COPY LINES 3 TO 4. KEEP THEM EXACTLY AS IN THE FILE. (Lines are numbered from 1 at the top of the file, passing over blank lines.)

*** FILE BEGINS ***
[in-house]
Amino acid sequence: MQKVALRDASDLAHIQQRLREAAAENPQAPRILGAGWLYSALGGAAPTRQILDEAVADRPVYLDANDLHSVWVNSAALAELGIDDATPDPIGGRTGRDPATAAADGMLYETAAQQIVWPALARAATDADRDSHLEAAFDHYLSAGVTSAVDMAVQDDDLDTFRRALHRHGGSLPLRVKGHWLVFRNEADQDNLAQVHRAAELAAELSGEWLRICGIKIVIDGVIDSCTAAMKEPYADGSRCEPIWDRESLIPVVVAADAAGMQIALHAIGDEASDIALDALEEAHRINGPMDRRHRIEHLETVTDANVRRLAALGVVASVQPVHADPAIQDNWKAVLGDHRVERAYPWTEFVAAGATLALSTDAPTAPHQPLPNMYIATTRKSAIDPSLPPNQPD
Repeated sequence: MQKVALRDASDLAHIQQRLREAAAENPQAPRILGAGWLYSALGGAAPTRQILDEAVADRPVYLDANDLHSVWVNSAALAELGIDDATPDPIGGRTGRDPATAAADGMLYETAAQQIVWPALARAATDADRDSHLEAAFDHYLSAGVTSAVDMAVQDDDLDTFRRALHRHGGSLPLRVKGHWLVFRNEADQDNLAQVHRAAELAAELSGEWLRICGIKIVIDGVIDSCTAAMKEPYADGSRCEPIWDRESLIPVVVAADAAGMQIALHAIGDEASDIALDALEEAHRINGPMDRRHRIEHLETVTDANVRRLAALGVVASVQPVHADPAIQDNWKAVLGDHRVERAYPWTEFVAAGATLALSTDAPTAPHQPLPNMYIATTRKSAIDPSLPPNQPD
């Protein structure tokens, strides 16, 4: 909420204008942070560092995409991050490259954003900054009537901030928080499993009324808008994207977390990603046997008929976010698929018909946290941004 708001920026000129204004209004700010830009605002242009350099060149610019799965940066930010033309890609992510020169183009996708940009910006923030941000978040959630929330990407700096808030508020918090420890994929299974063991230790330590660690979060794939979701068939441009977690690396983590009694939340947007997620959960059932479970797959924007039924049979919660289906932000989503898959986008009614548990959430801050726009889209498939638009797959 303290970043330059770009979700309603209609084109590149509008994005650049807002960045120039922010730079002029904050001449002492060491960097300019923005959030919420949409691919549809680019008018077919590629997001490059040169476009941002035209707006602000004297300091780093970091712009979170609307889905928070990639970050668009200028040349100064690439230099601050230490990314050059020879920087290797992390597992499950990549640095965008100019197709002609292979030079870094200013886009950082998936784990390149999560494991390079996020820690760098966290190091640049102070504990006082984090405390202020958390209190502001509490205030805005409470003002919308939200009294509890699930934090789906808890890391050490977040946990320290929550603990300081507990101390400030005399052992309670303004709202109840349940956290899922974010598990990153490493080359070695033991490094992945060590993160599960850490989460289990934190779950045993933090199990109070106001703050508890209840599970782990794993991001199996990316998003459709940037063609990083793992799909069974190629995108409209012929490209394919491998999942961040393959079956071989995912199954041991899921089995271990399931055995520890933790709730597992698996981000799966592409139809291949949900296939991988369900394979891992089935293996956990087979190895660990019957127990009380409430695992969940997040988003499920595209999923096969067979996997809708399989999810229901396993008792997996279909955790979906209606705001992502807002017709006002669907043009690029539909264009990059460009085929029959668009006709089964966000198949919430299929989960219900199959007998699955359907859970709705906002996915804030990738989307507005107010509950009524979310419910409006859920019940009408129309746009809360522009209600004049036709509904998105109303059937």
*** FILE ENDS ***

Repeated sequence: MQKVALRDASDLAHIQQRLREAAAENPQAPRILGAGWLYSALGGAAPTRQILDEAVADRPVYLDANDLHSVWVNSAALAELGIDDATPDPIGGRTGRDPATAAADGMLYETAAQQIVWPALARAATDADRDSHLEAAFDHYLSAGVTSAVDMAVQDDDLDTFRRALHRHGGSLPLRVKGHWLVFRNEADQDNLAQVHRAAELAAELSGEWLRICGIKIVIDGVIDSCTAAMKEPYADGSRCEPIWDRESLIPVVVAADAAGMQIALHAIGDEASDIALDALEEAHRINGPMDRRHRIEHLETVTDANVRRLAALGVVASVQPVHADPAIQDNWKAVLGDHRVERAYPWTEFVAAGATLALSTDAPTAPHQPLPNMYIATTRKSAIDPSLPPNQPD
């Protein structure tokens, strides 16, 4: 909420204008942070560092995409991050490259954003900054009537901030928080499993009324808008994207977390990603046997008929976010698929018909946290941004 708001920026000129204004209004700010830009605002242009350099060149610019799965940066930010033309890609992510020169183009996708940009910006923030941000978040959630929330990407700096808030508020918090420890994929299974063991230790330590660690979060794939979701068939441009977690690396983590009694939340947007997620959960059932479970797959924007039924049979919660289906932000989503898959986008009614548990959430801050726009889209498939638009797959 303290970043330059770009979700309603209609084109590149509008994005650049807002960045120039922010730079002029904050001449002492060491960097300019923005959030919420949409691919549809680019008018077919590629997001490059040169476009941002035209707006602000004297300091780093970091712009979170609307889905928070990639970050668009200028040349100064690439230099601050230490990314050059020879920087290797992390597992499950990549640095965008100019197709002609292979030079870094200013886009950082998936784990390149999560494991390079996020820690760098966290190091640049102070504990006082984090405390202020958390209190502001509490205030805005409470003002919308939200009294509890699930934090789906808890890391050490977040946990320290929550603990300081507990101390400030005399052992309670303004709202109840349940956290899922974010598990990153490493080359070695033991490094992945060590993160599960850490989460289990934190779950045993933090199990109070106001703050508890209840599970782990794993991001199996990316998003459709940037063609990083793992799909069974190629995108409209012929490209394919491998999942961040393959079956071989995912199954041991899921089995271990399931055995520890933790709730597992698996981000799966592409139809291949949900296939991988369900394979891992089935293996956990087979190895660990019957127990009380409430695992969940997040988003499920595209999923096969067979996997809708399989999810229901396993008792997996279909955790979906209606705001992502807002017709006002669907043009690029539909264009990059460009085929029959668009006709089964966000198949919430299929989960219900199959007998699955359907859970709705906002996915804030990738989307507005107010509950009524979310419910409006859920019940009408129309746009809360522009209600004049036709509904998105109303059937």